It happens to all players, and now it's happened to you. Your bankroll took a beating like you haven’t experienced before. The RNG has determined you as it's next victim. The problem is you want to play. It’s your day off and the house is to yourself. You have been looking forward to this day all week long. It’s just that the winning part of the plan didn’t come through.
Your instincts tell you to keep playing because that’s what you do. Eventually your poker forutnes will improve and things will start to go right. The problem with thinking is that that is usually the time when your luck gets worse. When things get really tough, you are probably better off not playing at all - do what I do and just pick up a poker book.
It’s easy to break the rules in these trying times, to try and make your money back. However breaking bankroll rules is just a segway to Murphy’s Law, and you’re generally only to have more to complain about and more to be remorseful after you have finally had your fill.
When I get in spots like this, where I really really really want to keep playing, I satisfy or by playing sit and go tournaments. Not just any sit and go tournaments but the low low low limit’s is what I’m talking about here. I mean the one or two dollar heads up, or six seated single table tournaments. First of all not only is your competition week at these levels, a good number of them don’t even care if they win or not – seriously. And so that's all that's needed to win sometimes.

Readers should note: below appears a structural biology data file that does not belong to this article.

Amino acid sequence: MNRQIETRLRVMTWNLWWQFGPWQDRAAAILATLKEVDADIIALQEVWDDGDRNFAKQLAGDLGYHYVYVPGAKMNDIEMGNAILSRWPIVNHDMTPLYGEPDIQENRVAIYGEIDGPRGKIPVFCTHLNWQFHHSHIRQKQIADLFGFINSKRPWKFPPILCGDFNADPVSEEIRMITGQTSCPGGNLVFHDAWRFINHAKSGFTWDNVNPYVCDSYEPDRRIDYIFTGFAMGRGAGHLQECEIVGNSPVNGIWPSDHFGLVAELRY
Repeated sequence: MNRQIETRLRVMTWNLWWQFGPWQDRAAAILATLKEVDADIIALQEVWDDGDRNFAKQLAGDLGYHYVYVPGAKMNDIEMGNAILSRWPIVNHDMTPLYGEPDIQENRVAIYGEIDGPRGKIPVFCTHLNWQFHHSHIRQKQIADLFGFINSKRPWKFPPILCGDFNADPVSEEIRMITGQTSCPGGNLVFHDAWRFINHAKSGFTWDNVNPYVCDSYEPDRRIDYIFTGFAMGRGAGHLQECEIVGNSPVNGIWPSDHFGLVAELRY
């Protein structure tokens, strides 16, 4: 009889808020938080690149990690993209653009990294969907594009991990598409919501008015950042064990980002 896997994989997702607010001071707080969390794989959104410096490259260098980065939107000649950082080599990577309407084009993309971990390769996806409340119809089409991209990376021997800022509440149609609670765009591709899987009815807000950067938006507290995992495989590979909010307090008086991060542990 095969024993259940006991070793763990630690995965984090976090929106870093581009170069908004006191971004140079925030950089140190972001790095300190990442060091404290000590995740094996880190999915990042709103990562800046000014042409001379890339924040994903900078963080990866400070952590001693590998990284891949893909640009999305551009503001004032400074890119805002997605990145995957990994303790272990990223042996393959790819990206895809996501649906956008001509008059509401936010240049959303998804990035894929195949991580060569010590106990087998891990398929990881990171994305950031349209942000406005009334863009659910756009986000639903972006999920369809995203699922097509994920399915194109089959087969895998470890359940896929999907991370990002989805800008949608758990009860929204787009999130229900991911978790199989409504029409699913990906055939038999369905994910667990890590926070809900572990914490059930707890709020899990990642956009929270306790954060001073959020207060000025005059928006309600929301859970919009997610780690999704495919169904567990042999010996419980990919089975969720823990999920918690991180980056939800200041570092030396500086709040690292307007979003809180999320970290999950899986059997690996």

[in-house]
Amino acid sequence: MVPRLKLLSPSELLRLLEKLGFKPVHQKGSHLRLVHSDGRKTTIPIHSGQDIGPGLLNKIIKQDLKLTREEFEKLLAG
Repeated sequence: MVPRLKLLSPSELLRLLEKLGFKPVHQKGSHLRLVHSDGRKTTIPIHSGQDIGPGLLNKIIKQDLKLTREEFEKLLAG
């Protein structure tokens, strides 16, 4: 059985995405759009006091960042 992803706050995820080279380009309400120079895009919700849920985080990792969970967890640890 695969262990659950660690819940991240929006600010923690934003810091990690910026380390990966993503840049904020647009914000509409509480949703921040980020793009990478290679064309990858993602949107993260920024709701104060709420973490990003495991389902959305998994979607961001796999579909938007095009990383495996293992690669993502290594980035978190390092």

If I am going to have a losing bankroll session, I would at least really like to finish it on a winning note. You can’t imagine how good that is going to make you feel walking away from the computer and back to your other life by simply winning a poker tournament. It's the last thing you remember, and the last thing you feel about your game. Which is much better than reliving some of the bad beats, idiotic players, or string of ridiculously bad hole cards.
Even if you don’t play many sit and go tournaments, this is really a great psychological strategy to keep your head about you, finish your session on a positive note, and keep an open mind about positive long-term sit and go strategies and results. Just watch out for those times when you have the deep urge to break your computer, you may just need a 2 buck sit and go to make things better.